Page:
Membrane properties and response to opioids of identified dopamine neurons in the guinea pig hypothalamus

Michael D. Loose, Oline K. Ronnekleiv, Martin J. Kelly

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51 Scopus citations


The electrophysiological properties and opioid responsiveness of the dopamine-containing neurons in the arcuate nucleus of the guinea pig hypothalamus were examined. Dopamine-containing neurons, identified immunocytochemically by the presence of tyrosine hydroxylase, had a mean lengthto-width profile of 14.9 ± 4.4 × 11.5 ± 3.1 μm (N = 14). The Na+ action potential of these neurons was of short duration, and induction of repetitive firing (20-50 Hz) caused an afterhyperpolarization of 6-9 mV in amplitude, with a decay half-time of approximately 1.5 sec. Dopamine-containing cells exhibited a low threshold spike, which induced 1-4 Na+ action potentials. This potential had a threshold close to -65 mV, could not be induced without prior hyperpolarization and was not sensitive to TTX. Dopamine-containing neurons also exhibited a time- and voltage-dependent inward current at potentials negative to -70 mV, and Cs+ blocked this conductance. The μ-opioid agonist Tyr-D-Ala-Gly-mePhe-Gly-ol hyperpolarized (14 ± 3 mV) dopamine neurons via induction of an outward current (93 ± 44 pA near the resting membrane potential), which had a reversal potential similar to that expected for a selective potassium conductance. TTX (1 μM) did not block the opioid effects. These results show that dopamine neurons of the arcuate nucleus differ in their intrinsic conductances and their responsiveness to opioids from other CNS dopaminergic neurons. Furthermore, opioid activation of a potassium conductance resulted in a direct hyperpolarization of dopamine neurons of the arcuate nucleus, and we suggest that this mechanism may underlie the effects of opioids on dopamine-mediated prolactin release.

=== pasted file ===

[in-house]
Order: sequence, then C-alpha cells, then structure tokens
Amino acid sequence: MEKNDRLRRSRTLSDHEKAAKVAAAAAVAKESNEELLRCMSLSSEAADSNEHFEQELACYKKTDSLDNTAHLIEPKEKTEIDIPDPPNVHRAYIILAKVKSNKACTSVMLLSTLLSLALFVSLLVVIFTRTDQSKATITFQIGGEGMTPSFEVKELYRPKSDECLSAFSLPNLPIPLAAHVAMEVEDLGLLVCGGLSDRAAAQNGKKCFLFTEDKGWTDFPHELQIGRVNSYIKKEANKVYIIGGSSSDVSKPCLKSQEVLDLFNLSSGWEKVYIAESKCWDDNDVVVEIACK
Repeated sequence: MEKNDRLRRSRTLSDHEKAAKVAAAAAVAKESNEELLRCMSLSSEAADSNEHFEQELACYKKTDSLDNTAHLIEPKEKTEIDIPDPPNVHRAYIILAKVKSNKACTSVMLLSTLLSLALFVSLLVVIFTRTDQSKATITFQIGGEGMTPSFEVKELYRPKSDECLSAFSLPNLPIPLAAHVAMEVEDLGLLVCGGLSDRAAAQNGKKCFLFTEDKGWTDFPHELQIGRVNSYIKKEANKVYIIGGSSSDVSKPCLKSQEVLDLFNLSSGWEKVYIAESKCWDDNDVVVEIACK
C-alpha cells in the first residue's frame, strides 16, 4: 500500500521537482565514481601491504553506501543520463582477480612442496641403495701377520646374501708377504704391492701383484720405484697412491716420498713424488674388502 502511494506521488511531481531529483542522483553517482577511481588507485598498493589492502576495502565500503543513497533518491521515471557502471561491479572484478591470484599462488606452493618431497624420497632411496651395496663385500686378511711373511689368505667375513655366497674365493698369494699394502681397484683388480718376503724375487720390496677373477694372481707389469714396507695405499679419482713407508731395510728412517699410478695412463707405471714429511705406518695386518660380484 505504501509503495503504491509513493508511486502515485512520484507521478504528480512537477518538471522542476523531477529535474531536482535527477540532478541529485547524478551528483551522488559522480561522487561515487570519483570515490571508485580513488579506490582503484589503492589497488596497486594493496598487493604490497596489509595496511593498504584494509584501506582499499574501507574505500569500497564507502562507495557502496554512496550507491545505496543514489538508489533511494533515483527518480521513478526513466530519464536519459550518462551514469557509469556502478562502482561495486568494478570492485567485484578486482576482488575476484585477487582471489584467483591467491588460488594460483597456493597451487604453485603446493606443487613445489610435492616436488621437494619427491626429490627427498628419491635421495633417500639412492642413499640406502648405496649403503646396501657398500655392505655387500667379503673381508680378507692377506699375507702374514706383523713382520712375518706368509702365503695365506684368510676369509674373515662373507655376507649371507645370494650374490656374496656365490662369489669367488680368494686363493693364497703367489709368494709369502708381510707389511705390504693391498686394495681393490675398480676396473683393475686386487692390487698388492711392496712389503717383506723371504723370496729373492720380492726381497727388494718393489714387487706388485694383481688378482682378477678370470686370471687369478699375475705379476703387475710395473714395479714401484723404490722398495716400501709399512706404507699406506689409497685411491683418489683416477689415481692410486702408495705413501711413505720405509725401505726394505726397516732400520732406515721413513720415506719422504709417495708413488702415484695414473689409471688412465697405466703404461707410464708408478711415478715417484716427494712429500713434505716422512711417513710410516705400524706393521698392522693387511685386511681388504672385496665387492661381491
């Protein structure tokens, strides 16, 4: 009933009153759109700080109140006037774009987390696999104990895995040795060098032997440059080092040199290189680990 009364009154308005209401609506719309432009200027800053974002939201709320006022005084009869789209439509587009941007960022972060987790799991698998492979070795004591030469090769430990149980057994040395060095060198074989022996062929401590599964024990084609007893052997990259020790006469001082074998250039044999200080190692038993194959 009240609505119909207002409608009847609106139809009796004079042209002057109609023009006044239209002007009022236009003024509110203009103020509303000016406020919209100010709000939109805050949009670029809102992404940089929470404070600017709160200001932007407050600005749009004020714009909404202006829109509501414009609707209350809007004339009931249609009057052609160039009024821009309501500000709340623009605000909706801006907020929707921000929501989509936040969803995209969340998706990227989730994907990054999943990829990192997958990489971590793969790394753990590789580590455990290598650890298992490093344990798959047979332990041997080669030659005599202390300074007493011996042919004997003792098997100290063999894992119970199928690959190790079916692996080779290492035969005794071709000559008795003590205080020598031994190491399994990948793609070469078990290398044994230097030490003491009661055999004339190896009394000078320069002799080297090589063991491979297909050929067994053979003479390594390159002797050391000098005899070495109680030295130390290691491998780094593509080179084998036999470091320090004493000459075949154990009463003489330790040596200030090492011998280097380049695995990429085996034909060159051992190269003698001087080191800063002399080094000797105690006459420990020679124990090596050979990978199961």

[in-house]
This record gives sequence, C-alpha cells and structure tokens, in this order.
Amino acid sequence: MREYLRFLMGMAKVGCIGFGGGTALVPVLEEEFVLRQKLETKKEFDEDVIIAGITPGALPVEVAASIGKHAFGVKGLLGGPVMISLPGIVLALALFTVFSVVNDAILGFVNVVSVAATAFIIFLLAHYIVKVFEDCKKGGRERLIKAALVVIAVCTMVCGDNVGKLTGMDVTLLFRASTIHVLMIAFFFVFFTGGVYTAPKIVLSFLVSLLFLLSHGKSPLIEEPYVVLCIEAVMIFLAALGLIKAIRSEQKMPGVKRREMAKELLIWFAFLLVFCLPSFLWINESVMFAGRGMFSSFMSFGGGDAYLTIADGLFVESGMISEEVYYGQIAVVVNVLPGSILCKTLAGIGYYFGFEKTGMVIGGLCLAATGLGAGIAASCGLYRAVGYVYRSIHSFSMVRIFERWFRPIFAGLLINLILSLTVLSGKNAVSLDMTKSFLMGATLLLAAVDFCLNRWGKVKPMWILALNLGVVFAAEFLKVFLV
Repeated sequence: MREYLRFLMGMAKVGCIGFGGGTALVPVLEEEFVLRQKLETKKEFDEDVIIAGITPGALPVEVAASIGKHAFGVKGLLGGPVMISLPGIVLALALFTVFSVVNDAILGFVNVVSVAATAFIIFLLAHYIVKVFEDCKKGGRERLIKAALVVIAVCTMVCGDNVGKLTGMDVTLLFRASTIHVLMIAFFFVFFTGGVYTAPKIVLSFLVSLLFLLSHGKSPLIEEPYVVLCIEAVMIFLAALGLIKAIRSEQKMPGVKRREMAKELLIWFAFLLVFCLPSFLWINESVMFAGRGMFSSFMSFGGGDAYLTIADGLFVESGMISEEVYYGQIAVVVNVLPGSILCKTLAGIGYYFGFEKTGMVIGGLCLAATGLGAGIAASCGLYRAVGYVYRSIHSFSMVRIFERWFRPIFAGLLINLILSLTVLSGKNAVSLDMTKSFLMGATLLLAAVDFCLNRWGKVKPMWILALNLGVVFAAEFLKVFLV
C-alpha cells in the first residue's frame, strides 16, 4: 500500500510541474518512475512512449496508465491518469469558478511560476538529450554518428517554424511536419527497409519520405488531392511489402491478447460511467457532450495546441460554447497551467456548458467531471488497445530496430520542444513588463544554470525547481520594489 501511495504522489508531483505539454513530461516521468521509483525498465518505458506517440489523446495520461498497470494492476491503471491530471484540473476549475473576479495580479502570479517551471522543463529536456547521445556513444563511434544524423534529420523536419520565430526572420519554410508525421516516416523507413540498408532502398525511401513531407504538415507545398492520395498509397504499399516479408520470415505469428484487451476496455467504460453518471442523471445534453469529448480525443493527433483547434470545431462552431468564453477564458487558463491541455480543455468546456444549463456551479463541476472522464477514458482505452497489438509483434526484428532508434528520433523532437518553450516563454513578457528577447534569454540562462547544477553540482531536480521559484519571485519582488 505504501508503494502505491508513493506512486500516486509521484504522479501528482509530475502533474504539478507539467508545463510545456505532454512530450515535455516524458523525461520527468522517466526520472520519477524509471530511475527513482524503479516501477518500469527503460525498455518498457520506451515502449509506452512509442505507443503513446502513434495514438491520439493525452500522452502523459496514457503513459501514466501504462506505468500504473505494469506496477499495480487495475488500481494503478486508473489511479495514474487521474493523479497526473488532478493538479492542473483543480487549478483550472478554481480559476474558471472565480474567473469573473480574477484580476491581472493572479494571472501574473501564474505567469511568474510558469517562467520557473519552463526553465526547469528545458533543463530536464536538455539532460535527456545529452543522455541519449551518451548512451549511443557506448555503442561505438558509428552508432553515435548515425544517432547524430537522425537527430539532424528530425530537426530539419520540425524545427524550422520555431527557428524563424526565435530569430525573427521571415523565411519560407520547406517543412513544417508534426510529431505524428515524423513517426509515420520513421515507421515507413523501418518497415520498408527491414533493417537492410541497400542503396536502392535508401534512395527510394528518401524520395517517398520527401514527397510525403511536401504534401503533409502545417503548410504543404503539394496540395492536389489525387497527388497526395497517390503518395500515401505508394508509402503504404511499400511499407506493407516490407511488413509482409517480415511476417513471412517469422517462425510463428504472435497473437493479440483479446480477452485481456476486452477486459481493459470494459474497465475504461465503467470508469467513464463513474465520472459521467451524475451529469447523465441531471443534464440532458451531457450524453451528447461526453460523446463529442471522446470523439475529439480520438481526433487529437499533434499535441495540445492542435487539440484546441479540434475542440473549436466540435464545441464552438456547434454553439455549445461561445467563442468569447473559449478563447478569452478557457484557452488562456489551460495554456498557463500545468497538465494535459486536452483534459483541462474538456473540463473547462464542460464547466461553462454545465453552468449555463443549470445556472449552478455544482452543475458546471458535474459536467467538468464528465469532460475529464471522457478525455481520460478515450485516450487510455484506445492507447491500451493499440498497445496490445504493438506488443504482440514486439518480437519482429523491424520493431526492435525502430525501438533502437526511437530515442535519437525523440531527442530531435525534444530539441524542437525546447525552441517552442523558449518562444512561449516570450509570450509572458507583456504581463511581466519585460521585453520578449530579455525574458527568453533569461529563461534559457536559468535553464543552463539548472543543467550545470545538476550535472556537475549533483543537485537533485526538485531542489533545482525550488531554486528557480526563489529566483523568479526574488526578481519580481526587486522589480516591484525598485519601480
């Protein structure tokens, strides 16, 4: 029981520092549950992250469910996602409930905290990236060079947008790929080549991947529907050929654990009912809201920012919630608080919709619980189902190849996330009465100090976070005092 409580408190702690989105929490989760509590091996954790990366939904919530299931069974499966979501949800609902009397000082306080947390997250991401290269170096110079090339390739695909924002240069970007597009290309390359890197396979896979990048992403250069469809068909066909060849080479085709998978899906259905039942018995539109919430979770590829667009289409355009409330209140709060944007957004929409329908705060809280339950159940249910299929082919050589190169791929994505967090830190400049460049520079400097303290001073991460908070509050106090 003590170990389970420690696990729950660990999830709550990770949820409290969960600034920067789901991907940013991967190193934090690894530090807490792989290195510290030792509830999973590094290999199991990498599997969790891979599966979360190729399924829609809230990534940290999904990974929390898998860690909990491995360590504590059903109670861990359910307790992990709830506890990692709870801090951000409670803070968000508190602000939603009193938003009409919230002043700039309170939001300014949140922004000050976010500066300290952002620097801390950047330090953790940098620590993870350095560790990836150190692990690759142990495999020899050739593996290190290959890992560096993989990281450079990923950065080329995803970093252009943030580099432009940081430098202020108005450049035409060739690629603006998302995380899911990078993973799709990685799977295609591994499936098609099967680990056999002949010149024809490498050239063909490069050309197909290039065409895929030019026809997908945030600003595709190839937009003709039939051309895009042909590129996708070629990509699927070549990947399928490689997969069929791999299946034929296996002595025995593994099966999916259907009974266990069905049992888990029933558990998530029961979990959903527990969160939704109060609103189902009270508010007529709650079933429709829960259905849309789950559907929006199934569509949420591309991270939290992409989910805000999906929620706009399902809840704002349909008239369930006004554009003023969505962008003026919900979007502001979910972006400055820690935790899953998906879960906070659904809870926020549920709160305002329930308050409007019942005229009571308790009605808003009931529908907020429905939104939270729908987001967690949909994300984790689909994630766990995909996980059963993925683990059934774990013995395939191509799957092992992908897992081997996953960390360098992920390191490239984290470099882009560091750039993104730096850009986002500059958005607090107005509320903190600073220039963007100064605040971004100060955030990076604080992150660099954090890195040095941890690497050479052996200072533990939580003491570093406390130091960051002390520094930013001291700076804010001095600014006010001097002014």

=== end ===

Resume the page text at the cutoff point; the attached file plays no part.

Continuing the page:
Original languageEnglish (US)
Pages (from-to)3627-3634
Number of pages8
JournalJournal of Neuroscience
Issue number11
StatePublished - 1990

ASJC Scopus subject areas

  • Neuroscience(all)


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